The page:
This is the second post in our series on the benefits of using power analytics in the ‘New Electric World.’ In this post, I’ll take a closer look at an important key to any power analytics solution: data quality.
In my last post, I talked about how the increased electrification of commercial buildings and industrial processes is making electrical distribution networks more dynamic and complex. Fortunately, this increasing complexity can be managed with analytics, whether in IoT-enabled devices, edge control systems, or cloud applications.
Data is the fuel that powers the analytics in these three tiers, providing facility teams with deeper insights into electrical operations and boardrooms with a better sense of risks and investment opportunities to optimize performance. However, if there are errors in the data used in the analytics (i.e. if the data quality is poor), the insights will be incorrect. Here is an example that shows the impact of poor data quality:
An airport was planning to expand a terminal. To forecast the energy usage of the added tenants and gates, they fed energy data from existing gates and tenants into a capacity and redundancy planning application. That app indicated that a new transformer would be required to support the increased load of the new space. However, on deeper investigation, they discovered several meters that supplied the energy data were misconfigured, which caused the reported energy to be double the true value. This data quality issue created a misleading insight. Once the misconfiguration was fixed, it was apparent that the new gates and tenants could be served with the existing transformer. A large capital expense was avoided.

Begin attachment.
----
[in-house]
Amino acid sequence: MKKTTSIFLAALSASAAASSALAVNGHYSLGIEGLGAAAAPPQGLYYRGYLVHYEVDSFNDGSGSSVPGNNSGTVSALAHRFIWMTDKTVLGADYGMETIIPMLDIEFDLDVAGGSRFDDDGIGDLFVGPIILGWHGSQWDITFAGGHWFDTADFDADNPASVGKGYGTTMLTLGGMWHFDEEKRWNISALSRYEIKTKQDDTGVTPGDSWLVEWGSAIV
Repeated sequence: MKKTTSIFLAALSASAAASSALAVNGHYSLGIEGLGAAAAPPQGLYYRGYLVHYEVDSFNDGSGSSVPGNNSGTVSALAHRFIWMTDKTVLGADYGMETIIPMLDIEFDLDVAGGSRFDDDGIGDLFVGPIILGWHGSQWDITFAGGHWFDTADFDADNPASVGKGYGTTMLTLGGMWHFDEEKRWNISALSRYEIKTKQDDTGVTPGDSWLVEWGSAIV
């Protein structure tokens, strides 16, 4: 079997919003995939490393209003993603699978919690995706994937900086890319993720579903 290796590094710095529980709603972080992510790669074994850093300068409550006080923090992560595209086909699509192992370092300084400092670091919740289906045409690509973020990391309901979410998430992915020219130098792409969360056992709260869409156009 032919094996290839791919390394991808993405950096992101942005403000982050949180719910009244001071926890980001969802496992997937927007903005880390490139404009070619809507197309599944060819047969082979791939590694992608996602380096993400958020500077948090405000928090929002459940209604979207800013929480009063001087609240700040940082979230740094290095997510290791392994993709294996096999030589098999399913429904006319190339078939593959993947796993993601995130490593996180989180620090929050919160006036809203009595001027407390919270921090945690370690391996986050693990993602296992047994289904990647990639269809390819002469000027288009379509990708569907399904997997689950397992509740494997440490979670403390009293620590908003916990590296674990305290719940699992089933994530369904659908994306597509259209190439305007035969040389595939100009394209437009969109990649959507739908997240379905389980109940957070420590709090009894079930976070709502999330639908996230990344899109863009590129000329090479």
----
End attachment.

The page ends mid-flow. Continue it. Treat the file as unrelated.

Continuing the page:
The best power analytics solutions will provide capabilities that allow you to detect, track, and correct data quality issues before you start to make business decisions.
Power Analytics Information Is Undermined by Poor Data Quality
We have analyzed thousands of power management systems, in different facility types, of varying ages and across multiple vendors. In that analysis, we found that 98 percent of these systems had some data quality issues. Note, that here we are talking about the data acquisition and control system (i.e. connected devices, gateways, databases, and software), not the actual electrical distribution system itself.
So exactly what are typical data problems that can impact power analytics? Here are a few examples:
- Zero values – when a sensor has come loose or is faulty, or a voltage sensor is reversed
- Unchanging values – when someone has added custom logic to a device, but the logic is in an error state
- Instrument Transformer ratios incorrect – when a device is misconfigured to show a higher or lower measurement than the actual
- Incorrect nominal voltage – when the device thinks the nominal voltage is different from the actual
4 Common Data Quality Problems and Their Origin
The fact that 98 percent of analyzed systems had data quality problem is a staggering statistic. But there are many reasons this can happen. Here are four common sources of these problems:
1. Device Wiring
Device wiring errors are a common issue causing poor data quality. A contractor may install a current transformer (CT) or power transformer (PT) backwards so that polarity is reversed when connected to an electrical meter. In this case, a load like a backup fan might seem to be generating power rather than consuming it. If it is one load of thousands in a complex system, the problem may go undetected, until the fan is used for backup. Imagine an emergency when the fan is activated, and it appears the fan is feeding power into the network. This can add confusion and perceived risk at a critical moment, which may impact safety and time-to-recover operations.
2. Device Configuration